Thursday, February 28, 2013

Scent Branding Boosts Sales and Customer Loyalty

Hunter Communications recommended reading from:
Fast Company

Link to article:
Smell the Love: How the Scent of a Brand Creates Close Connections
ScentAir is a company that helps businesses use scent to boost sales, link stores to a desired theme, or create a business' brand identity. Their Director of Fragrance Development, or "smell guru", shares a bit of his firm's history and approach to scent branding in an interview with Fast Company.

Excerpt; "You worked at International Flavors and Fragrances and a few other companies before moving to ScentAir. What’s your job there?

I select and interpret the brand messaging from our customers, and translate that into what their fragrance should be. I talk to customers--sometimes they give me a big brand book, or sometimes they just send me a website--and recommend what I think would fit. I interpret what fragrance will work for their customers: Something traditional? Modern? Trendy? With a nice fragrance, customers may linger longer, and lingering longer can turn into brand loyalty.

There’s a particular vocabulary to the world of scent. I’ve heard you use the words 'billboard,' 'thematic,' 'ambient,' and 'branding' to describe different approaches. What do they mean?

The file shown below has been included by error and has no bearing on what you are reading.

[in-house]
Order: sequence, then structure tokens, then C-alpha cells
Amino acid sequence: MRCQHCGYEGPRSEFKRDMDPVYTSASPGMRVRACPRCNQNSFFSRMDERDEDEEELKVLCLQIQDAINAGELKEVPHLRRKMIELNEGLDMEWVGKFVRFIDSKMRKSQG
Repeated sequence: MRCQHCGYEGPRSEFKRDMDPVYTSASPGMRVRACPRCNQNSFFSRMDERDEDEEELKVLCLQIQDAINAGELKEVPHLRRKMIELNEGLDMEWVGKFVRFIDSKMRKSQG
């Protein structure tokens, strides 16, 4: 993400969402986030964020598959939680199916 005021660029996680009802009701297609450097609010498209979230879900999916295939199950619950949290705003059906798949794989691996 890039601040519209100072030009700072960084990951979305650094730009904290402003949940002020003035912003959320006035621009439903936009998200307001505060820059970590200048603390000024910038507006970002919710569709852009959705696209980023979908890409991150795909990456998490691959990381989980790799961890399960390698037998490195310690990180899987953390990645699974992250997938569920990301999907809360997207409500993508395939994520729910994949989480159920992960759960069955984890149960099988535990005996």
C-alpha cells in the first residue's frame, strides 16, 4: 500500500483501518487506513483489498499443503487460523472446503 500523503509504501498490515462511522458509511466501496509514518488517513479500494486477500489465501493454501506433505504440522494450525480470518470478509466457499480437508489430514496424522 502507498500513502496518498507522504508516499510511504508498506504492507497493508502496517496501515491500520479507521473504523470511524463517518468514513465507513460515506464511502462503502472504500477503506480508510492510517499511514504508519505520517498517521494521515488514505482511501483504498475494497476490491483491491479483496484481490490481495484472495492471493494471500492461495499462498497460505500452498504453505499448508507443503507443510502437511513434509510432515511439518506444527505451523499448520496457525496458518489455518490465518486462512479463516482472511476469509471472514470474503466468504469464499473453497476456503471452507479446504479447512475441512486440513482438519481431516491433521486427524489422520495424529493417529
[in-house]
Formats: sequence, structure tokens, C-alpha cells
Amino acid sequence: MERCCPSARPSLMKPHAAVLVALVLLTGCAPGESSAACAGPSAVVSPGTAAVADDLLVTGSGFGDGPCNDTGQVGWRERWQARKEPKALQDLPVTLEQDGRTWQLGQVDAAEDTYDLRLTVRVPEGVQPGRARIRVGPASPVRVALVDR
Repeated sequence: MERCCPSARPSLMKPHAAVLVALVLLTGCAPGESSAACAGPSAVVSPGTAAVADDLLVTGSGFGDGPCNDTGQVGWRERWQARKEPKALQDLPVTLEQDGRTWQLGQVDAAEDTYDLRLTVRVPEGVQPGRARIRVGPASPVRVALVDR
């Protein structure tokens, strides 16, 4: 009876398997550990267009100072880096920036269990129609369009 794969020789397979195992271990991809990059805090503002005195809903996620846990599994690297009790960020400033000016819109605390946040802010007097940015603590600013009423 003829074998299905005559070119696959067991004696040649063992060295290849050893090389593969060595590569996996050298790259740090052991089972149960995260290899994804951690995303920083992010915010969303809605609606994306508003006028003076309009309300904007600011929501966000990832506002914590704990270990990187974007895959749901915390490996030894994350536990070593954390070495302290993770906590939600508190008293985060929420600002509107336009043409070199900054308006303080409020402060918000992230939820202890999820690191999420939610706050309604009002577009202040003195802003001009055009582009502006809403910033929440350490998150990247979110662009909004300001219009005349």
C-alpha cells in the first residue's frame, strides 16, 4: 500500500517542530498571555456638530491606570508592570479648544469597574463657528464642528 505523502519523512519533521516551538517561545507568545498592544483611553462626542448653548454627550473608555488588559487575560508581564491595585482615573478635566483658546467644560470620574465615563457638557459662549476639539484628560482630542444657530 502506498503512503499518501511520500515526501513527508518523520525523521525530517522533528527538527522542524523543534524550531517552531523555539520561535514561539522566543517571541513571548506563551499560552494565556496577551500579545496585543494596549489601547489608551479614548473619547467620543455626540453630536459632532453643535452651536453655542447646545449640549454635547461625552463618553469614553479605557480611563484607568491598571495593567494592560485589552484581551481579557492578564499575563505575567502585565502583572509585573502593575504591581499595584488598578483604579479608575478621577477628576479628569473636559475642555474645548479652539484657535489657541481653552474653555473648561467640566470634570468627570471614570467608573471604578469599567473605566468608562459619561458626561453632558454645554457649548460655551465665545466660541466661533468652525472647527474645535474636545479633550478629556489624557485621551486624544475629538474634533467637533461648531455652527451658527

'Billboard' means you put a fragrance into the air, and that’s something they’re specifically trying to sell. So a Ralph Lauren store sells a line of fragrances, and we might put that into the air. 'Thematic' means, with a company like REI, for instance, they may have a mountainscape, and we’ll put a woody type fragrance. Or they may have camping equipment, and we’ll put a campfire smell. 'Ambient' is when a business just wants their customers to come in and feel comfortable. Maybe they want to take away any musty odors in the store.

'Branding' is the most complex. If you think about JW Marriott, they have a very defined brand: luxury without pretense. They gave us a big brand book, and we had multiple meetings with them. I had to develop a scent that would work in their big, 'great room' type lobbies that in some cases have restaurants. I had to develop something I thought was going to work, not clash, and hit home the brand message.

You’re the Don Draper of smell branding?
I have little vials of fragrance with blotter sticks. I start to describe the notes and how it works with the brand. I say, Let’s find the perfect fragrance for you: we’ll put a little vanilla in back here to get some more comfort, or some citrus on the top here to get some more energy. These types of discussions."

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